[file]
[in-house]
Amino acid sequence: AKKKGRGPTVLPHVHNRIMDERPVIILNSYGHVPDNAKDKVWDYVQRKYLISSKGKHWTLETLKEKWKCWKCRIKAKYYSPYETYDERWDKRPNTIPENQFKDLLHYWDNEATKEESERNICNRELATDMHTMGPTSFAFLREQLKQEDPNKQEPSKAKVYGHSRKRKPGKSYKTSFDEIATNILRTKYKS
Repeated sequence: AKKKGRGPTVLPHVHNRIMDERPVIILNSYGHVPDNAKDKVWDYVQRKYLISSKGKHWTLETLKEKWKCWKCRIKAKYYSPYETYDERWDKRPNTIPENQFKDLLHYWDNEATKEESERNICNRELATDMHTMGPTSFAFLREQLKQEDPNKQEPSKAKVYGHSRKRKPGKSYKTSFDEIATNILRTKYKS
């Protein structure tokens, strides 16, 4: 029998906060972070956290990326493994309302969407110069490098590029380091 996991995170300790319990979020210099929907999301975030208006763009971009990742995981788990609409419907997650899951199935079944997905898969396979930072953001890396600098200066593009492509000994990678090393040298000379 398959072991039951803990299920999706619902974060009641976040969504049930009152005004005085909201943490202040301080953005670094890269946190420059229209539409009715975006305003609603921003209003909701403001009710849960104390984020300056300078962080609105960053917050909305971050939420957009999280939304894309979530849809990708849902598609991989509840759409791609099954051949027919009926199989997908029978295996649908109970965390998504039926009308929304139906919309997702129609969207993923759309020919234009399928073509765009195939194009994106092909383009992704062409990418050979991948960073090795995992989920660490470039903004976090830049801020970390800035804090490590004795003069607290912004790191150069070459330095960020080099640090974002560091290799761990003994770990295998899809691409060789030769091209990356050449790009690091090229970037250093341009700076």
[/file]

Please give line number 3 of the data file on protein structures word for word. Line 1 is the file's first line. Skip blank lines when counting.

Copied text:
Repeated sequence: AKKKGRGPTVLPHVHNRIMDERPVIILNSYGHVPDNAKDKVWDYVQRKYLISSKGKHWTLETLKEKWKCWKCRIKAKYYSPYETYDERWDKRPNTIPENQFKDLLHYWDNEATKEESERNICNRELATDMHTMGPTSFAFLREQLKQEDPNKQEPSKAKVYGHSRKRKPGKSYKTSFDEIATNILRTKYKS